Liquidator not obliged under s 254 to retain moneys - Australian Building Systems
09 Oct 2014
The Full Court of the Federal Court (Edmonds, Collier and Davies JJ has dismissed the Commissioner's appeal from the decision of Logan J in Australian Building Systems Pty Ltd v FCT  FCA 116 (21 February 2014).
Logan J held that the liquidators of a company, Australian Building Systems Pty Ltd ACN 094 238 678 (In liquidation) (ABS), were not obliged, under s 254(1)(d) of ITAA 1936, to account to the Commissioner out of the proceeds of sale, for any capital gains tax liability that crystallised on the sale of an asset that belonged to the company before liquidation. The Court held that what the High Court had said in relation to s 255 in Bluebottle UK Ltd v FCT  HCA 54; (2007) 232 CLR 598 (Bluebottle) applied equally to s 254, so that "content can be given to the obligation imposed by s 254(1)(d) only if an assessment has issued".
Section 254(1)(d) relevantly provides:
"254 (1) With respect to every agent and with respect also to every trustee, the following provisions shall apply...
(d) He or she is hereby authorized and required to retain from time to time out of any money which comes to him or her in his or her representative capacity so much as is sufficient to pay tax which is or will become due in respect of the income, profits or gains."
Edmonds J (with whom Collier J agreed) noted the concession by counsel for the Commissioner that any assessment that the Commissioner would issue would be issued to ABS, and not to the liquidators. Edmonds J said, in this regard, at para 21:
"This brings me to a concession made by senior counsel for the Commissioner during the course of argument. He conceded...correctly in my view, that the words 'as is sufficient to pay tax which is or will become due' referred to tax due or to become due by the liquidators (trustees) in their representative capacity. In other words, it did not embrace tax due, or to become due in the future, in the sense of owing, under an assessment of ABS."
Edmonds J then amplified why this concession meant that s 254(1)(d) had no application. His Honour said, at paras 28-29, as follows:
"That s 254(1) is a collection provision facilitating the collection of tax, rather than one facilitating the assessment of a liability to tax, informs both the context in which the words 'the tax which is or will become due' are to be construed and the outcome of that construction. They contemplate an existing liability or a state of affairs of which it can be presently said a liability will arise in the future.
Prior to the issue of an assessment to the liquidators (trustees), in reliance on one or more of the provisions of Div 6 of Pt III of the 1936 Act referred to in the passage from the judgment of the High Court in Prestige Motors extracted above, there can be no tax which 'is ... due' by the liquidators, in the sense of 'owing'. Nor, prior to that time, can it be said that tax 'will become due' in the sense of 'owing', by them because if one or more beneficiaries are presently entitled to the whole of the income of the trust estate, the trustee or trustees will have no liability. The words, 'will become due', in the sense of 'owing', predicate nothing less than certainty, and that, in my view, cannot be predicted prior to the issue of a relevant assessment; but if it can be predicted on the facts of a particular case, e.g., Harmer v Commissioner of Taxation (1991) 173 CLR 264 [ HCA 51], it cannot be predicated on the facts of this case where it was common ground that the assessment, when it did issue, would issue to ABS."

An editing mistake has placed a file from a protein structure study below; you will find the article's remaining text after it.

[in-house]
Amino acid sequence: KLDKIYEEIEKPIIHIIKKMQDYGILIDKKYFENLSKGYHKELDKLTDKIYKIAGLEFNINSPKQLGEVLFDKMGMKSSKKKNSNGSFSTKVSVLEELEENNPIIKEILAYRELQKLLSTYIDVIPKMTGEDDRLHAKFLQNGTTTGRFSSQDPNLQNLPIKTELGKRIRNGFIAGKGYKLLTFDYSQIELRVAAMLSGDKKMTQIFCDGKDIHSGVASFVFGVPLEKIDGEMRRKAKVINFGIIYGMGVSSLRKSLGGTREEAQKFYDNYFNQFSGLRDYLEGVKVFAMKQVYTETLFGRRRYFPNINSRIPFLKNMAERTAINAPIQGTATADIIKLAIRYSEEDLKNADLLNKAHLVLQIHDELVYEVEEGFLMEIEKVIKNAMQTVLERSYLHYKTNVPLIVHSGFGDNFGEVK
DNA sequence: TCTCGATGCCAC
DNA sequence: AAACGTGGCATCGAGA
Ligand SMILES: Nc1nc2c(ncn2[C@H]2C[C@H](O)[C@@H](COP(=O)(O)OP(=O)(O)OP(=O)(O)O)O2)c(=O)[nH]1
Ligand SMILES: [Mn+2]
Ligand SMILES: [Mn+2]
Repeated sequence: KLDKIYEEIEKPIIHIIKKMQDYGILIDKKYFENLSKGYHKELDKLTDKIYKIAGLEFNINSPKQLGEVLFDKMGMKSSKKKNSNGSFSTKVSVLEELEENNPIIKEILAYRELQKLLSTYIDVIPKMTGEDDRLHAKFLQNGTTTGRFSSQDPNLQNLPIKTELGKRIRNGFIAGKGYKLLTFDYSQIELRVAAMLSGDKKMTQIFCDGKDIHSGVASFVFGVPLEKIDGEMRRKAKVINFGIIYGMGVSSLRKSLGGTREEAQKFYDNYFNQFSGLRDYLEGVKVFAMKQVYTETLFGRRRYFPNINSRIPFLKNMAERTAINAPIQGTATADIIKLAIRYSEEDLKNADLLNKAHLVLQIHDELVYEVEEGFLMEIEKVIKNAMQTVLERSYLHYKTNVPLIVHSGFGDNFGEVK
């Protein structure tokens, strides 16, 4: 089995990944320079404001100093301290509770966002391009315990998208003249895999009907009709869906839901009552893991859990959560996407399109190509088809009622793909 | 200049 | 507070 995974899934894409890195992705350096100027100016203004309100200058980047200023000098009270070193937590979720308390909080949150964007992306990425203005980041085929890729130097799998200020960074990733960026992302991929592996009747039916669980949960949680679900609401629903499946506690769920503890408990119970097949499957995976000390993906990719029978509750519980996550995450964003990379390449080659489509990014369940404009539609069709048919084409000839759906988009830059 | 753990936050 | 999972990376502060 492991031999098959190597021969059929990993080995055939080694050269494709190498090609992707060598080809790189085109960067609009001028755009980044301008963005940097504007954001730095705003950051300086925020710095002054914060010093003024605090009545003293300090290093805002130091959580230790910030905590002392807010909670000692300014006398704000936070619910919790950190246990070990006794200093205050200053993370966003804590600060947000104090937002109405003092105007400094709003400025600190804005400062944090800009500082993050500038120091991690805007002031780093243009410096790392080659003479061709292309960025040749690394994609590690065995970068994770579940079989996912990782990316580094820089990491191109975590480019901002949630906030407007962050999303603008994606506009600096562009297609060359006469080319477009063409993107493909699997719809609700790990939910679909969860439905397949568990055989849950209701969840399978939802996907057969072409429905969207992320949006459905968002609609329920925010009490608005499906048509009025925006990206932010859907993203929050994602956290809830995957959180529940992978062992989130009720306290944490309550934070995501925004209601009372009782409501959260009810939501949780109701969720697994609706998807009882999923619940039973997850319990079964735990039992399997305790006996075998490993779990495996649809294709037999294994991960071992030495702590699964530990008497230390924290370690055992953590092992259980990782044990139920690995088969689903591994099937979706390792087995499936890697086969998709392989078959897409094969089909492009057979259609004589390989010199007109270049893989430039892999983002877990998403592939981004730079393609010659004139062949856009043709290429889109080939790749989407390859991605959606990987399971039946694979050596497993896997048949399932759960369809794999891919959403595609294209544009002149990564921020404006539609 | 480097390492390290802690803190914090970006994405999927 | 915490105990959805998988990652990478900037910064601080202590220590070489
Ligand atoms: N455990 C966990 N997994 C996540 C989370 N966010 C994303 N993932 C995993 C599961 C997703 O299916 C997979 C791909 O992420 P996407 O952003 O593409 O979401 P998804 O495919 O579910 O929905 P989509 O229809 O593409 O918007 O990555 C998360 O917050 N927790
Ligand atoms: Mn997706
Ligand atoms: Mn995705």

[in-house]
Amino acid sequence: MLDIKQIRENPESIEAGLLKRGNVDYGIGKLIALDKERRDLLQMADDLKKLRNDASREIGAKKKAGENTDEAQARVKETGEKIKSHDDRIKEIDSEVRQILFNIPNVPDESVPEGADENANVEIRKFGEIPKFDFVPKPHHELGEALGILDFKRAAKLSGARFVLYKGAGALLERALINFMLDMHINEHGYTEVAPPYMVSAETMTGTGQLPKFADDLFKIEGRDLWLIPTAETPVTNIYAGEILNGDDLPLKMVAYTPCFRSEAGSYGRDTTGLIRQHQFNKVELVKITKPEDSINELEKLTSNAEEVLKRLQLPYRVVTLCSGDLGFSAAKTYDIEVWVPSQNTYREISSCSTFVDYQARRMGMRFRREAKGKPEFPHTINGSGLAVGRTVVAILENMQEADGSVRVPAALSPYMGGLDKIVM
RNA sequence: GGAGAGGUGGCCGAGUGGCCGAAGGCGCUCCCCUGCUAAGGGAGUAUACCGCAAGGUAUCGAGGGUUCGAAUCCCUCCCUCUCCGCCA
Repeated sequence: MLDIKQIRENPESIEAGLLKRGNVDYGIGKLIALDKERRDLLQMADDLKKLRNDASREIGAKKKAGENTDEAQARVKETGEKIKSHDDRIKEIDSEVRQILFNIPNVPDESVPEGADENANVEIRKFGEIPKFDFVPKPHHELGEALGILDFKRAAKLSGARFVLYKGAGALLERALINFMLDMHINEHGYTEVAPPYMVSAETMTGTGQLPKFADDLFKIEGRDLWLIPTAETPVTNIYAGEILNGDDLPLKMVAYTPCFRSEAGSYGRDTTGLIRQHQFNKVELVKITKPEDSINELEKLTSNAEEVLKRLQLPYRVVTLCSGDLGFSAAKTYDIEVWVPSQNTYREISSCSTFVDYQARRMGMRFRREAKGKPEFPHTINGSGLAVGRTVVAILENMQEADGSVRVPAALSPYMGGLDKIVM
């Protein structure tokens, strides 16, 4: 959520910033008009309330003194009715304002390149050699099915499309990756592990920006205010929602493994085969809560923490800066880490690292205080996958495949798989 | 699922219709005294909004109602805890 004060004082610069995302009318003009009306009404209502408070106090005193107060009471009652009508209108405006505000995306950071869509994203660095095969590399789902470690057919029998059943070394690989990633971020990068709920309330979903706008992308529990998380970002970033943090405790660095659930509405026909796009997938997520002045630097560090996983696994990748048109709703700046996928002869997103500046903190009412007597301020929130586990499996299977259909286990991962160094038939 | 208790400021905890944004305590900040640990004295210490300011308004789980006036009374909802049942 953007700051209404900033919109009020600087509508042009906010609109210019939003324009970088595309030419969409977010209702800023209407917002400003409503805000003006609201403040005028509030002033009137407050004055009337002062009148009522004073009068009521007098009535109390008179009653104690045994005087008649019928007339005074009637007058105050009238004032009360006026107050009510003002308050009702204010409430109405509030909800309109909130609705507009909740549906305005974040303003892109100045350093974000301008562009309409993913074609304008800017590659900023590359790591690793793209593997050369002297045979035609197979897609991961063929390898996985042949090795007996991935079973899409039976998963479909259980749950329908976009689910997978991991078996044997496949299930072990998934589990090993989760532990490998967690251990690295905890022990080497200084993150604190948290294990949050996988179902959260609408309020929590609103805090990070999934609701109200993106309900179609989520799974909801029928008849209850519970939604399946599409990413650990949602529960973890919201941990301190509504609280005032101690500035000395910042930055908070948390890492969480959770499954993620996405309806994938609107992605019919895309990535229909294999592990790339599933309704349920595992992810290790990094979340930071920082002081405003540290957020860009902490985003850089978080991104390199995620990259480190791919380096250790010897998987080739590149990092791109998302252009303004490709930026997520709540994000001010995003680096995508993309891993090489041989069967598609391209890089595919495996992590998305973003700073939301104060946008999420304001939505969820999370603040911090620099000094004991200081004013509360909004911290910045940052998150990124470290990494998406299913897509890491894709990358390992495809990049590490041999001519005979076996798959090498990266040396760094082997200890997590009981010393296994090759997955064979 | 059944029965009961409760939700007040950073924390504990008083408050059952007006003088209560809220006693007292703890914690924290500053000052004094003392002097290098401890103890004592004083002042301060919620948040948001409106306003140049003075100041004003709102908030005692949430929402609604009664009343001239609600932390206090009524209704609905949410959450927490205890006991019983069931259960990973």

It will be seen, therefore, that Edmonds J's reasoning did not rely on the High Court's reasoning in Bluebottle.
Davies J also supported the dismissal of the Commissioner's appeal, but indicated that she "[did] not think that it [was] a complete answer to the Commissioner’s case that...any assessment would issue to the company". Her Honour said, at para 34:
"On its proper construction, it seems to me that the section [s 254] contemplates that in the circumstances where the section is engaged, a post appointment tax liability, if any, will be assessed to the liquidator in his or her representative capacity, rather than to the company."
Davies J concluded, at para 35:
"That said, the analysis serves in my view to confirm that any personal liability falling upon the liquidator arises only if, and where, an assessment has issued, and there is an amount of tax that “is or will become due” in the sense of “assessed as owing”. For the reasons expressed by Edmonds J, the Commissioner’s construction of the phrase “is or will become due” as it is used in s 254(1)(d) is to be rejected. In my view the primary judge was correct to hold that the reasoning in Bluebottle UK Ltd v Deputy Commissioner of Taxation  HCA 54; (2007) 232 CLR 598 in respect of the proper construction of s 255 of the ITAA36 applies equally to the proper construction of s 254, and that s 254(1)(d) is to be read as referring to an amount of tax that has been assessed. "
FCT v Australian Building Systems Pty Ltd (in liq)  FCAFC 133 (8 October 2014).